When the secondary beams are made in the same part as the rest of the structure, the recesses into which the male parts fit when beam 82 is in its rest position must be widened so that male parts can be detached during their manufacture.
Capacitors may be made by metalizing the edges of beam 82 and the opposite edges of the recess 81. It is thus possible to develop electrostatic forces on beam 82 by the application of an electric voltage, as described in document FR-A-2 660 444.
The variant embodiment of the optical switch shown in FIG. 6 is practically identical to that shown in FIGS. 2 and 3. Switch 100 comprises a main beam 101 defined by recess 102, and a secondary beam 103, the free end of which can move in the secondary recess 104. If there is no force applied on the main beam 101, the beam will be in the position shown as a chain dotted line. The solid line shows the main beam in a switched position. Note that the center line of the secondary beam 103 is not perpendicular to the center line of the main beam 101. The secondary beam 103 was also designed so that it will not deform during movement of the main beam. This implies that the connection point between the two beams does not deform. This feature is useful to prevent deformation of the optical microstructure moved by the main beam.
The device shown in FIG. 7 was obtained by etching a substrate in the shape of a parallelepiped. The etching defined a part 110 acting as a support to which a central body 111, two main beams 113 and 114, a left extension 115 and a right extension 116 are connected. The etching also defined a cylindrical lens 112 connected by two symmetric arms 117 and 118 to the free ends of the main beams 113 and 114 respectively. The main beam 113 is extended by a secondary beam 119 along the center line of the arm 117. The free end of the secondary beam 119 comprises a male part 120 in the shape of a point centered on an axis parallel to the main beam 113. The male part 120 is engaged in one of the housings or female parts 121 with a shape corresponding to the male part 120 and etched in the terminal part of the left extension 115. The housing corresponding to the rest position is wider than the other housings so that the male part can be made.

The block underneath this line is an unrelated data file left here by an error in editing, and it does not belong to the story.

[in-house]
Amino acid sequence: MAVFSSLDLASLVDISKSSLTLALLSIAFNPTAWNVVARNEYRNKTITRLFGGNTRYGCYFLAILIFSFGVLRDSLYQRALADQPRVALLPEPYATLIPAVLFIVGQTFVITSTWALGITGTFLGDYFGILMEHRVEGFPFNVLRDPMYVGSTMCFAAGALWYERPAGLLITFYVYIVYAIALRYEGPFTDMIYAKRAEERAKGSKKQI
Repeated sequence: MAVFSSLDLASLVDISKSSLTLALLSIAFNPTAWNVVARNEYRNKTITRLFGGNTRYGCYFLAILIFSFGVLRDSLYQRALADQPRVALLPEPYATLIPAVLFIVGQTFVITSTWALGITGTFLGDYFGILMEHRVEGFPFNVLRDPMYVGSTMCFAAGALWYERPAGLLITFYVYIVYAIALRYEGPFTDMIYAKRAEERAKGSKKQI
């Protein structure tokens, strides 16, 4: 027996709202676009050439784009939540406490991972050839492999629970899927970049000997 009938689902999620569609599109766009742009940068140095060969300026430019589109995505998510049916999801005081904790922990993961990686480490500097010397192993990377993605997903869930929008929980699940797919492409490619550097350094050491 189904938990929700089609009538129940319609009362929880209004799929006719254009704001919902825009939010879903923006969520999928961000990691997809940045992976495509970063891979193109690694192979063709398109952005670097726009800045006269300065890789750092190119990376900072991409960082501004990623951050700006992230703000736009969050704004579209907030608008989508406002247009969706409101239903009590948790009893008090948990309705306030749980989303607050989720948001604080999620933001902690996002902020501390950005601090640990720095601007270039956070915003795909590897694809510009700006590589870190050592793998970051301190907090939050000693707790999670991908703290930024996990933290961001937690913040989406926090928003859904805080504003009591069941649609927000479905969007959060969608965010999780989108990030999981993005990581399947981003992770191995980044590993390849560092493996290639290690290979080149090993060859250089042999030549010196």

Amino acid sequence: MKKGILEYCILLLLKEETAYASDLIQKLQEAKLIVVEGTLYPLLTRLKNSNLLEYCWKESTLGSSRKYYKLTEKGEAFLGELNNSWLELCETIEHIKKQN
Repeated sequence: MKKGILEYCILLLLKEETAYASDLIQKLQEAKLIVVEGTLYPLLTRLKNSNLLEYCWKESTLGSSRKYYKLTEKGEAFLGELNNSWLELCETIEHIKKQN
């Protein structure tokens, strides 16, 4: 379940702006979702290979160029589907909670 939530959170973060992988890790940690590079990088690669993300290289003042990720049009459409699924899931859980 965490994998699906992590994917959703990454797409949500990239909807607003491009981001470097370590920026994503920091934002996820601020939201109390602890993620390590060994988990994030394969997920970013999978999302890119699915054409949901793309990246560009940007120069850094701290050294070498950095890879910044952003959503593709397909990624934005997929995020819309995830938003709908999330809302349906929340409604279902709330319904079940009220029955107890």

The device also comprises an electrostatic control comb 130. The comb 130 comprises an arm 131 made during the etching and connected to the free end of the main beam 114. The arm 131 is extended perpendicularly by electrode holders 132. The right extension 116 is also terminated by electrode holders 133 alternating with electrode holders 132. Electrodes 134, 135 are deposited on electrode holders 132, 133 respectively. These electrodes are connected to a control voltage.
The upper surface of the central body 111 is provided with a groove into which an optical fiber 138 fits. This central body was etched so that the exit end of the optical fiber is centered on lens 112 in the rest position.
As in the previous examples, it can be understood that under the effect of an electrostatic force applied through the control comb 130, the optical microstructure composed of lens 112 can move relative to the exit from the optical fiber 138.
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|U.S. Classification||385/23, 385/22, 385/16|
|Cooperative Classification||G02B6/357, G02B6/3526, G02B6/3548, G02B6/3566, G02B6/3504|
|Oct 15, 1998||AS||Assignment|
Owner name: COMMISSARIAT A L ENERGIE ATOMIQUE, FRANCE
Free format text: ASSIGNMENT OF ASSIGNORS INTEREST;ASSIGNORS:POUTEAU, PATRICK;LABEYE, PIERRE;REEL/FRAME:009513/0041
Effective date: 19980925
|Apr 13, 2005||FPAY||Fee payment|
Year of fee payment: 4
|Jun 1, 2009||REMI||Maintenance fee reminder mailed|
|Nov 20, 2009||LAPS||Lapse for failure to pay maintenance fees|
|Jan 12, 2010||FP||Expired due to failure to pay maintenance fee|
Effective date: 20091120